Battle Cry of the Siamese Kitten
by Philipp Schott, DVM
I had a delightful journey through a series of tales, compared by the author to snacks, in Philipp Schott’s latest book Battle Cry of the Siamese Kitten. It is his third book of this type. It includes animal stories, vet stories, and client stories along with memories dredged up from his unusual childhood as a German immigrant. We gain insight into how he thinks and how he relates to others. There is a lot of humor in the book, and Schott doesn’t shy away from laughing at himself. He has a great way with words that lets the reader experience the animal encounters whether they be disgusting and smelly, bloodletting, or laugh out loud funny. The second tale about a two pound “gorgeous fluffy kitten who channels Satan” will ensure that you are fully engaged as this tiny, very loud, little guy “starfished himself across the entrance” to the kennel looking for a “decisive victory.”
Philipp Schott draws on over 30 years of experience with animals. He is the kind of vet you would want for your own pets—caring, hardworking, kind, intelligent, and honest. Unless you live in Winnipeg, Manitoba, you are unlikely to meet him. He lives there with his family and four animals who admittedly receive people food from time to time as treats. Although she did not contribute to this book, his wife is also a veterinarian and probably a very patient person.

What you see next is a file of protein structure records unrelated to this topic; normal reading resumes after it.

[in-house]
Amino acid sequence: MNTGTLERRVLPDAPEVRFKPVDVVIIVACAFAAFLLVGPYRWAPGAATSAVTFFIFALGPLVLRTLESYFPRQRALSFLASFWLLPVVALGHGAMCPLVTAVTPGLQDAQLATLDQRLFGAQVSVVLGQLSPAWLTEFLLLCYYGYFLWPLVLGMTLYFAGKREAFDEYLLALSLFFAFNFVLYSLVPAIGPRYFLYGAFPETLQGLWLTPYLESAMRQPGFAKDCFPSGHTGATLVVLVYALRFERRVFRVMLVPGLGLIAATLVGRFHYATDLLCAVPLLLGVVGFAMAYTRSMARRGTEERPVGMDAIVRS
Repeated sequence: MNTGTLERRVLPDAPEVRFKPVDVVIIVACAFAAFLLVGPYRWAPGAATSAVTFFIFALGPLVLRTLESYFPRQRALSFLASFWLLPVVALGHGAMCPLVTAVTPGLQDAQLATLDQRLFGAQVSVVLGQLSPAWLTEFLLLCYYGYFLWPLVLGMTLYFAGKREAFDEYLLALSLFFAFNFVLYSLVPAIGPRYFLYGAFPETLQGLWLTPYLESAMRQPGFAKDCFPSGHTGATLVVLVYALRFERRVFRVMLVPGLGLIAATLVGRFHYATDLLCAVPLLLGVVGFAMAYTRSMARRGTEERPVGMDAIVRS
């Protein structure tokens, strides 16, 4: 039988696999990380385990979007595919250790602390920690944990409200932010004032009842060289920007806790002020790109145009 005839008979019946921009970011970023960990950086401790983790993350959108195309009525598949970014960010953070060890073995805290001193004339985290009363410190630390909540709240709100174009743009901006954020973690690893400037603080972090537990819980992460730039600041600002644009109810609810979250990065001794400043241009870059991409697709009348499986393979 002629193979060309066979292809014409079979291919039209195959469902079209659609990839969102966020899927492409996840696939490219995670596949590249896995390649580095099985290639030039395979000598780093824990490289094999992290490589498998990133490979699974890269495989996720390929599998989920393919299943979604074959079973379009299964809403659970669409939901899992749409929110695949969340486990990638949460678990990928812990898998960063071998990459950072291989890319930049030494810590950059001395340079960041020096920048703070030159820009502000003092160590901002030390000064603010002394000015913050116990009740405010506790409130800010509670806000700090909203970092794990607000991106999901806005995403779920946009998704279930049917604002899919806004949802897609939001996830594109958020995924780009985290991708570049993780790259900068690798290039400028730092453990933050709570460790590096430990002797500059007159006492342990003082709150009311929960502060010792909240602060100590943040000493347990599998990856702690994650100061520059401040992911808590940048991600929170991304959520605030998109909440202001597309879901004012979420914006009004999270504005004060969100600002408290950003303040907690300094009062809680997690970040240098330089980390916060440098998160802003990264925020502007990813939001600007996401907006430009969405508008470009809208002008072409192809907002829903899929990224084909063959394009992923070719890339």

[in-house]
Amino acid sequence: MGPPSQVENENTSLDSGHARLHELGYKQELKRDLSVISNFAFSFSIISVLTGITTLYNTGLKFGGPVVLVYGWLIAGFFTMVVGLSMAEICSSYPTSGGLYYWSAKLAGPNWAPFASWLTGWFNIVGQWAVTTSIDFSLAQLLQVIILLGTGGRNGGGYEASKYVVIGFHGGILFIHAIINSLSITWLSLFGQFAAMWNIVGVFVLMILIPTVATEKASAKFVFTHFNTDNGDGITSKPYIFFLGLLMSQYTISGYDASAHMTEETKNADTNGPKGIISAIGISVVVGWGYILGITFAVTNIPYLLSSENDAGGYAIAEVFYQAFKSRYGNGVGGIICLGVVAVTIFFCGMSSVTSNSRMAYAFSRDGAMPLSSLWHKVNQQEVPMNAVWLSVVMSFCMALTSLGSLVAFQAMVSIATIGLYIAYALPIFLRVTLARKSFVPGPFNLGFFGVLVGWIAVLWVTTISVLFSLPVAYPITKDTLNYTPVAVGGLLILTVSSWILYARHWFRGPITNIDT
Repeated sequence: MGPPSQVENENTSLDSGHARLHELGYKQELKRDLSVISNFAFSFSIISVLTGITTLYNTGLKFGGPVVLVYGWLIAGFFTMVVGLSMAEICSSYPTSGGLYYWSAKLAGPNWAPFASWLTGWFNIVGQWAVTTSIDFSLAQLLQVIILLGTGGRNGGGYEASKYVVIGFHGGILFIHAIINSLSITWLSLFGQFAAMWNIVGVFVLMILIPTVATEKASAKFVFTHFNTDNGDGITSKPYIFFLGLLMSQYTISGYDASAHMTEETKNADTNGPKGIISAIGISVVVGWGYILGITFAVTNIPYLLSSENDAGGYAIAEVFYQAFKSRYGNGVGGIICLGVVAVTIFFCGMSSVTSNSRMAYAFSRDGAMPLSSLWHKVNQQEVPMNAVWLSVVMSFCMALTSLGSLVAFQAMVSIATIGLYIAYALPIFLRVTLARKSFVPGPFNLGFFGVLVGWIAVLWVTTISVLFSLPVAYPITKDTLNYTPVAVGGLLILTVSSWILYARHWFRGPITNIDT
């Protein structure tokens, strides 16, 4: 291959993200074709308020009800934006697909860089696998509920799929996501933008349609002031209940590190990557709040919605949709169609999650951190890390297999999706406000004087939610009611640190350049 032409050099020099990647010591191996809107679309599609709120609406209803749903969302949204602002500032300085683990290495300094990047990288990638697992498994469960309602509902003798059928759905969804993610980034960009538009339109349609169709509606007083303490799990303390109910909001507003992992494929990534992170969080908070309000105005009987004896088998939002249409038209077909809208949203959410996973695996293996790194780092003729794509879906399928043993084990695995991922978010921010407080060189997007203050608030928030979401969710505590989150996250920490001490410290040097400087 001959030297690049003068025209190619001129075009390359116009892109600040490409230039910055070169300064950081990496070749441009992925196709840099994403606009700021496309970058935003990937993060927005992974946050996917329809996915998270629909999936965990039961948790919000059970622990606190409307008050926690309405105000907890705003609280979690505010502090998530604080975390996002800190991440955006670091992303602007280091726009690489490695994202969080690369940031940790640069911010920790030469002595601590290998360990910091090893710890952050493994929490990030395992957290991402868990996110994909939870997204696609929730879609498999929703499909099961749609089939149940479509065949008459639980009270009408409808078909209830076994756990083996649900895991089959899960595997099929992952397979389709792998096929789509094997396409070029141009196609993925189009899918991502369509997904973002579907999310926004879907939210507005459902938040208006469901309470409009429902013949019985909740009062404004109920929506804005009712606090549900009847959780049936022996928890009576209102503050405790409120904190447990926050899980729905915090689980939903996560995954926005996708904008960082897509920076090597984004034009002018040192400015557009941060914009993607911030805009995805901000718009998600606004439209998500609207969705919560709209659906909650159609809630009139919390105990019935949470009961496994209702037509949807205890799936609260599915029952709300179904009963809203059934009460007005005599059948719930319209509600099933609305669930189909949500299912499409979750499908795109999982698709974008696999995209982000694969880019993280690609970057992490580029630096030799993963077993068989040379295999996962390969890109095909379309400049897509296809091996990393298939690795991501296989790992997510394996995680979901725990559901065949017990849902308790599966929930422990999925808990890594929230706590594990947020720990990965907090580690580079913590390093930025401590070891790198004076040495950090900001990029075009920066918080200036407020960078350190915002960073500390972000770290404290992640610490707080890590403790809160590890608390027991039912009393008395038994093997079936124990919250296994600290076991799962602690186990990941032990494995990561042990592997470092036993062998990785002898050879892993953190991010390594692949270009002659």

I received a complimentary copy of this book in exchange for an honest review. Opinions expressed in this review are completely my own.
Category: Memoir, Nonfiction
Notes: The more I read, the more I liked what I was reading and even went back to read a few tales again for pure pleasure.
Publication: October 11, 2022—ECW Press
Supercat put his ears back flat and stared at me with an intensity that signaled a level of hatred two steps beyond loathing.
I am not easily bored, but this was an exception. Flies fell asleep in that class.
Have you ever noticed this? The happiest dogs are the ones carrying sticks. And if the sight of a happy dog carrying a stick doesn’t gladden your heart, then what are you doing with this book in your hands?